In her meditation, poet Mina Loy turns to multiple arts and genres to explain a process of osmosis as poetry. From utilizing words like “bewitched” to describing “music made of visual thought” and ideas “as sound,” Loy translates poetry into other forms of the imagination in order to define it.
Poetry is prose bewitched, a music made of visual thoughts, the sound of an idea. — Mina Loy
I visited Cambridge Elementary School earlier this year upon the invitation to give a poetry reading to a group of very sweet and deeply sensible young children in the fourth grade. After I read two poems, the students let out small sighs and when asked by their teacher Ms. Martin how they felt, exclaimed “That was so beau-tiful! Poetry makes me so calm! I love poetry!”
It may not have been the first time they heard poetry before. Poetry is seemingly everywhere. On billboards, on television screens, on radio broadcasts. But it may have been the first time they heard a poem read to them. What’s significant, and I don’t mean to suggest that these children loved my poetry in particular, is the sense that the rhythm, the terseness, the enjambments of poetry, offered a type of language and experience. It is true that my first book Love, Robot is a science fictional tale of a world where robots and humans fall in and out of love.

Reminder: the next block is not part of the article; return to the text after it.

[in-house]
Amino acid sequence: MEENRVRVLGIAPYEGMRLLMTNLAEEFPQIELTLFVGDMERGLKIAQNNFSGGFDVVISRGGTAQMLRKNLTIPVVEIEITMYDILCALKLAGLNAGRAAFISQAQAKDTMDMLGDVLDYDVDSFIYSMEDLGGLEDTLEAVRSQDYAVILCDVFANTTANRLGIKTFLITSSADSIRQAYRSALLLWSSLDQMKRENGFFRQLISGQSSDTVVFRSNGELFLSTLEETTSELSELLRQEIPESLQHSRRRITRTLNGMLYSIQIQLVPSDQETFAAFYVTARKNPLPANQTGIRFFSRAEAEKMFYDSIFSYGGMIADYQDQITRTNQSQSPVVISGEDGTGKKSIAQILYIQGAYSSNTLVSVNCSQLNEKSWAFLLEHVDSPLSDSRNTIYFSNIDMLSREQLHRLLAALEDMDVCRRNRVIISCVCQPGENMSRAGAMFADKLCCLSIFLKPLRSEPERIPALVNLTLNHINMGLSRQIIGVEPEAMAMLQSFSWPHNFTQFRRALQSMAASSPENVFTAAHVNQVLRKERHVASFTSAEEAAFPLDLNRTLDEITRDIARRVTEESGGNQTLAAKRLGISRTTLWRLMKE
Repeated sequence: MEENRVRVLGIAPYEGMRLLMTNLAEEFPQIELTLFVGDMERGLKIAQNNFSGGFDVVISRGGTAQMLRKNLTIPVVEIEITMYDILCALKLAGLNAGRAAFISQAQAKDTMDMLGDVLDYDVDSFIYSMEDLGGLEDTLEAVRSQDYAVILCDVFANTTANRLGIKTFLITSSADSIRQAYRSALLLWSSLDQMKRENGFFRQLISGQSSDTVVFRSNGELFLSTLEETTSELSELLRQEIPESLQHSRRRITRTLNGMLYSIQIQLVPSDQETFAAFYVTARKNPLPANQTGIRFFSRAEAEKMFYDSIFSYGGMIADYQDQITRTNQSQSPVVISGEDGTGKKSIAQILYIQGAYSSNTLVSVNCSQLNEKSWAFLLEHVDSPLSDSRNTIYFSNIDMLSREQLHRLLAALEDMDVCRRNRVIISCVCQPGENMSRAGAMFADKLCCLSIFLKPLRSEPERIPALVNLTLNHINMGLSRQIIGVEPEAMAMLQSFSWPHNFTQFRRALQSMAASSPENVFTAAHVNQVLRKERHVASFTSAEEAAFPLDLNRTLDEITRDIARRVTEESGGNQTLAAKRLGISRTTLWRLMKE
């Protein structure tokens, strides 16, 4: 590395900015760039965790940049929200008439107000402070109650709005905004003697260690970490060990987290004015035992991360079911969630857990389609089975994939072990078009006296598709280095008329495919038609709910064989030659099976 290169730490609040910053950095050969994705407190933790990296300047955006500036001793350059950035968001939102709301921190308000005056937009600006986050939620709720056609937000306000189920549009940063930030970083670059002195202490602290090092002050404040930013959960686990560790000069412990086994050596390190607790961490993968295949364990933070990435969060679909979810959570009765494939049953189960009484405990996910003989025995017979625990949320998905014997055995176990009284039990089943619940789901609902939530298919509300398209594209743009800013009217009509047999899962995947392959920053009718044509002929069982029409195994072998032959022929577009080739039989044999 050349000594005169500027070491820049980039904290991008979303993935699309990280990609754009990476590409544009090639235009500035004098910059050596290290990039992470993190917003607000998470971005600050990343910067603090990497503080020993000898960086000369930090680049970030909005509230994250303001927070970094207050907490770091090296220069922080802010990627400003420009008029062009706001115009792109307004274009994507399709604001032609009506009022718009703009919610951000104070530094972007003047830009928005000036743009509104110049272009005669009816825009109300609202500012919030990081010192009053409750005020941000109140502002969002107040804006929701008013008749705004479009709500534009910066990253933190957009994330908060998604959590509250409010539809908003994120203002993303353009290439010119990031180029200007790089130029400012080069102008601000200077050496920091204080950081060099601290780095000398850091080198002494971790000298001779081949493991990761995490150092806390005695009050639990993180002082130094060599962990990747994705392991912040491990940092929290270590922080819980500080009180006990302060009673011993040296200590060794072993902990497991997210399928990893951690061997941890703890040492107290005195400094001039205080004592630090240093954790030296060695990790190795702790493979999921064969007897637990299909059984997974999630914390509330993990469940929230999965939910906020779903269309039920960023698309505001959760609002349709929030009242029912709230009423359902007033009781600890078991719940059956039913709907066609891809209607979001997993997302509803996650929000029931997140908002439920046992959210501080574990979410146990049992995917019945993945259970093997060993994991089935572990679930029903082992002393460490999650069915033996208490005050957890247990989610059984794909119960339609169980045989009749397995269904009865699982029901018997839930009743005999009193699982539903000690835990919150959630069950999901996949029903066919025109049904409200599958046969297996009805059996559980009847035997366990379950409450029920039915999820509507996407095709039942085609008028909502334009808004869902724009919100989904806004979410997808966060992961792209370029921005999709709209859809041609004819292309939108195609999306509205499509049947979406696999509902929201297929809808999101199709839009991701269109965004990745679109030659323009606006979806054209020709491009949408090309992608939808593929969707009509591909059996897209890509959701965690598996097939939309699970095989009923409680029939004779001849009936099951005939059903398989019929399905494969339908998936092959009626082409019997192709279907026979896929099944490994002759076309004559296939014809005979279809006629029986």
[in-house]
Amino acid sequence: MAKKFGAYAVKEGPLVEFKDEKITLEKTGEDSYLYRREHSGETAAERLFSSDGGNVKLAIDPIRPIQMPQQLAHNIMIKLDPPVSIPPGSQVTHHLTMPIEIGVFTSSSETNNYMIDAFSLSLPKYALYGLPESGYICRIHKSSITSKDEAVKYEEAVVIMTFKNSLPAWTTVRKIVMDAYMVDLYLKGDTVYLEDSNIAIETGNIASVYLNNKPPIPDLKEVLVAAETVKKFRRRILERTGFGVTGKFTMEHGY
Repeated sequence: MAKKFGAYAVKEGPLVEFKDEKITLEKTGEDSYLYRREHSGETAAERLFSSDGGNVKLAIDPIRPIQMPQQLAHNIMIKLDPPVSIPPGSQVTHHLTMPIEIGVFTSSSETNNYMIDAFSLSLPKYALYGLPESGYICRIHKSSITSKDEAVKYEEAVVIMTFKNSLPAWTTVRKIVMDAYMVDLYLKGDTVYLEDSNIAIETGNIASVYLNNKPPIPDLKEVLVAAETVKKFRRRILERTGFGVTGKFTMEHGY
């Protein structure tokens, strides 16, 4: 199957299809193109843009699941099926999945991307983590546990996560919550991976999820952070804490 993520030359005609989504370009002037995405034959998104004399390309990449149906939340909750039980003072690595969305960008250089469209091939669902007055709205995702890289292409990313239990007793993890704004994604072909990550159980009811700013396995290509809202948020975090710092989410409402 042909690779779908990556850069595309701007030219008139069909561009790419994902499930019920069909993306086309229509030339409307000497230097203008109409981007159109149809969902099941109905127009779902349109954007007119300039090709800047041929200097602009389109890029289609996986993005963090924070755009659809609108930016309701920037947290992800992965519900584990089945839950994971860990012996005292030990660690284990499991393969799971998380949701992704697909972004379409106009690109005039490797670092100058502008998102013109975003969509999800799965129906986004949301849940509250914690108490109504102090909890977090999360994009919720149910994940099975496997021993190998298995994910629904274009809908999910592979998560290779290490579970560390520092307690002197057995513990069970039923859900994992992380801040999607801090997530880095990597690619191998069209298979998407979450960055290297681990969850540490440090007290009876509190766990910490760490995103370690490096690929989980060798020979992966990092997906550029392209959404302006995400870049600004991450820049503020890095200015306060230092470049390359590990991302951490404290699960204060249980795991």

I start writing this lecture after class. I’m following what the poet Mary Ruefle writes in her book Madness, Rack, and Honey (2012) about how, upon being required to deliver standing lectures to graduate students, she opted to write them out instead of providing spontaneous, informal talks. She writes, “I preferred to write my lectures because I am a writer and writing is my natural act, more natural than speaking.” I am following this impulse to write into the questions and materials at hand.
I start writing this lecture after class. I’m following what the poet Mary Ruefle writes in her book Madness, Rack, and Honey (2012) about how, upon being required to deliver standing lectures to graduate students, she opted to write them out instead of providing spontaneous, informal talks.
William Carlos Williams wrote in his introduction to The Wedge (1944) that “[a] poem is a small (or large) machine made out of words”; or “poetry is the machine which drives it, pruned to a perfect economy. As in all machines, its movement is intrinsic, undulant, a physical more than a literary character.” A poet and physician, Williams is most known for plums, the everyday, and minimalistic, rhythmic meter and lineation.